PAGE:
Top BYOB Restaurants In Connecticut

May 28, 2014 8:00 AM

Photo Credit: Justin Sullivan/ Getty Images News

Some restaurants do not have, cannot afford or simply do not want a liquor license, or the liability that comes with serving alcohol. In Connecticut, this is especially true among the seasonal restaurants, in particular those with outside seating. Rather than lose customers to establishments that do serve booze, they allow patrons to bring the beverage of their choice to the table – which is usually a picnic table.  There are other, year-round establishments that allow BYOB for another reason. Restaurants make a very high profit on alcohol, thanks to the high mark-up, but they also realize in these lean economic times that many patrons are put off by such high prices. Again, rather than lose the customer, allowing the diners to bring their own is a compromise, one where everybody wins. Here are just five BYOB establishments in Connecticut.

Nu-Nu’s Bistro
45 Hayward Ave.
Colchester, CT 06415
(860) 537-6299

Nu-Nu’s is a year-round Italian restaurant with indoor seating and one of the few to openly advertise as a BYOB place. Guests are encouraged to bring their own beer or wine, and Nu-Nu’s will supply the glasses – albeit at a corkage fee of $2 per glass. There are traditional pasta dishes and specialties of the house such as double-breasted Sicilian chicken, top round veal cutlet and a children’s menu to choose from. Regulars, however, keep coming back for pastas topped with one of the two house sauces: Nu-Nu’s Marinara or Nu-Nu’s Sunday Sauce. The first is made with plum tomatoes and basil, the second with veal and pork. Come in and try them both.

Captain Scott’s Lobster Dock
80 Hamilton St.
New London, CT 06320
(860) 439-1741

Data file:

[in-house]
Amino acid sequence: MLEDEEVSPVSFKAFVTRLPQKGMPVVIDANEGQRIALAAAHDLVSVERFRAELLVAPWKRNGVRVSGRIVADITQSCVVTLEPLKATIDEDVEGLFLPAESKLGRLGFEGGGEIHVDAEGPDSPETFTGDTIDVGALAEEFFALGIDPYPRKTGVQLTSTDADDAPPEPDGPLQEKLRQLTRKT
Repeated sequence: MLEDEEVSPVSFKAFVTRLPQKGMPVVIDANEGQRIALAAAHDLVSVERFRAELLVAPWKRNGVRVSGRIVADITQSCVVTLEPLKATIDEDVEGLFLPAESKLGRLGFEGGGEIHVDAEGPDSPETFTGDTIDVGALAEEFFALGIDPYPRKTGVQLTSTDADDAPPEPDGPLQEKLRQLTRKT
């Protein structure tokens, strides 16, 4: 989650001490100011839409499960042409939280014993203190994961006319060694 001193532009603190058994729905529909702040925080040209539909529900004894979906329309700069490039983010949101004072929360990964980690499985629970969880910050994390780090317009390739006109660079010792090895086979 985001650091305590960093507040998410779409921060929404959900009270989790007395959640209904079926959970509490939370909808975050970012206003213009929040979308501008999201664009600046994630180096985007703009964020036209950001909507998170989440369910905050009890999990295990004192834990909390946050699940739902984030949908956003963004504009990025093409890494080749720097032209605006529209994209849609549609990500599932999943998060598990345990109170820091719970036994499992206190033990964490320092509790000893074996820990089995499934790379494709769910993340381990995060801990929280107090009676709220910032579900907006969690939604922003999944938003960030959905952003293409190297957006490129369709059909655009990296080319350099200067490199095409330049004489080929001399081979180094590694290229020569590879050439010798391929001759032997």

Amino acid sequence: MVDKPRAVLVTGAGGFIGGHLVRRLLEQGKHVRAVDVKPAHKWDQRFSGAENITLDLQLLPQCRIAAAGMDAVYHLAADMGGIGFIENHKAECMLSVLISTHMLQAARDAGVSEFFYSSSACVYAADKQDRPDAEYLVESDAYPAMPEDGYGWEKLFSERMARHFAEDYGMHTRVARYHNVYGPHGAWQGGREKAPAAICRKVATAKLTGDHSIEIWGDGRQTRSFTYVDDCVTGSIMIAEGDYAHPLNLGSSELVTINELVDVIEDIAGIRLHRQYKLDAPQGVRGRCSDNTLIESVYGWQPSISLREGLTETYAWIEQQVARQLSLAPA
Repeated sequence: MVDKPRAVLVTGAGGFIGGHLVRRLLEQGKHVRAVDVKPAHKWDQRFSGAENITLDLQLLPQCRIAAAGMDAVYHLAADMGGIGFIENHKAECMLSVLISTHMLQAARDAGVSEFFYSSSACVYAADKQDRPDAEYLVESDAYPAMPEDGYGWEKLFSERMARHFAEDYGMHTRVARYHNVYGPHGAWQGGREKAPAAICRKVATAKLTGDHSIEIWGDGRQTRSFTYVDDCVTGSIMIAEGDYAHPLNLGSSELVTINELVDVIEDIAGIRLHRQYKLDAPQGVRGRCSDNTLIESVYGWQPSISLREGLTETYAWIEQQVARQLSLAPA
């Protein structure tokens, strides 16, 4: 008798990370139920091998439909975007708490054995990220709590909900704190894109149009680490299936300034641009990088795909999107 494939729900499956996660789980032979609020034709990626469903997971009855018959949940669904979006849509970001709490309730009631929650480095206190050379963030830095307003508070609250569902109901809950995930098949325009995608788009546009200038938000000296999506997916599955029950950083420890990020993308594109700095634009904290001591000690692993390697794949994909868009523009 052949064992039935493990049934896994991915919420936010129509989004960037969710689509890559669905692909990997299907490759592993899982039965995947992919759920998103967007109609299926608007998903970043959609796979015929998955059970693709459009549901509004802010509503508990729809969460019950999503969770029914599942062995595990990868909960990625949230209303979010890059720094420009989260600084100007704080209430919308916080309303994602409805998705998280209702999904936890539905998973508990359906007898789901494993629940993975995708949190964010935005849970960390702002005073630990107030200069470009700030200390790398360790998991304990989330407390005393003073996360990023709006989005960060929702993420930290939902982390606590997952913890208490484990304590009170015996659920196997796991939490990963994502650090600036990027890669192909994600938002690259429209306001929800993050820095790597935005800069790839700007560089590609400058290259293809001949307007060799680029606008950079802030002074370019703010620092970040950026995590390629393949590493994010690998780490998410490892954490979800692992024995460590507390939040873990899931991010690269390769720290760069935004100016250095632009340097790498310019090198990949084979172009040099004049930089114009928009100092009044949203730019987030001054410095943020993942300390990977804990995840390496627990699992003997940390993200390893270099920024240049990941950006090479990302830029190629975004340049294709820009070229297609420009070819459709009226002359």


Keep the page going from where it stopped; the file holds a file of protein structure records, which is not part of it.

Dining outdoors by the water is one of the great pleasures of visiting or living by the Connecticut shore. Captain Scott’s Lobster Dock in New London is a seasonal restaurant that serves up fresh, classic, local seafood in a family-friendly, casual setting – and at prices most people can afford. Clams, scallops, oysters, fish and, of course, lobsters are available on their own or in combo dinners, and the “Captain” even has “Create-a-Combo” option. The fish fritters, by the way, are not to be missed. The restaurant, which is open from April to October, is now in its 18th year, is family owned and operated and is named for a famous local seafaring hero. Diners thus get a little history with their seafood – but the only way they will get a good stiff drink is if they bring their own.

Sea Swirl
30 Williams Ave.
Mystic, CT 06355
(860) 536-3452

Seasonal clam shacks used to sprout up all of the time on the Connecticut shore, and the Sea Swirl is one of the best-loved heirs to that old tradition. Best known for its chowders – including a Rhode Island broth style – and other staple New England seafood dishes, the Sea Swirl is not fancy. Most of the food is breaded and fried and served up in disposable containers. Diners stand in line outside of the glass-enclosed building, order at a window and take their meals to nearby picnic tables. There are sandwiches, rolls, side orders, complete dinners and even ice cream – but to have anything stronger than a soda, customers have to bring their own.

Bayou Smokehouse
214 Route 12
Groton, CT 06340
(860) 440-8776

Chili, gumbo, pulled pork and jerk chicken can all be hot and spicy, especially if they are made by Pierre Boutros, chef and owner of the Bayou Smokehouse in Groton. This BYOB BBQ place serves up a variety of smokehouse styles, including Caribbean as well as traditional Southern cooking. Whether diners chose the Cajun taco salad, brisket, Carolina-style chicken or baked shrimp mac and cheese, they will not be disappointed. As the name indicates, however, there is a lot of New Orleans flavor in the menu, including Creole cooking.

3 Guys Flippin Pies
1098 Main St.
Watertown, CT 06795
(860) 945-0606

The flavored crust at 3 Guys is a big draw at this Watertown pizza parlor. For just 50 cents a flavor, customers can have sesame, oregano, basil, garlic, parmesan or any combination of those added to the crust. This unique twist on the traditional build-your-own pizza has served 3 Guys very well. This spot, of course, also offers all of the usual toppings and make Sicilian deep dish as well as specialty and gourmet pizzas and calzones, as well as old world style “stuffed bread” – which is the grandfather of all pizzas. Bring your favorite bottle of wine and enjoy it in true Italian fashion at 3 Guys.

Mark G. McLaughlin is a professional and prolific writer with a proven publishing record in a wide variety of fields. An historian, novelist, freelance journalist, ghost-writer, book reviewer, magazine editor, web and magazine columnist, Mark has more than 30 years of experience. His work can be found at

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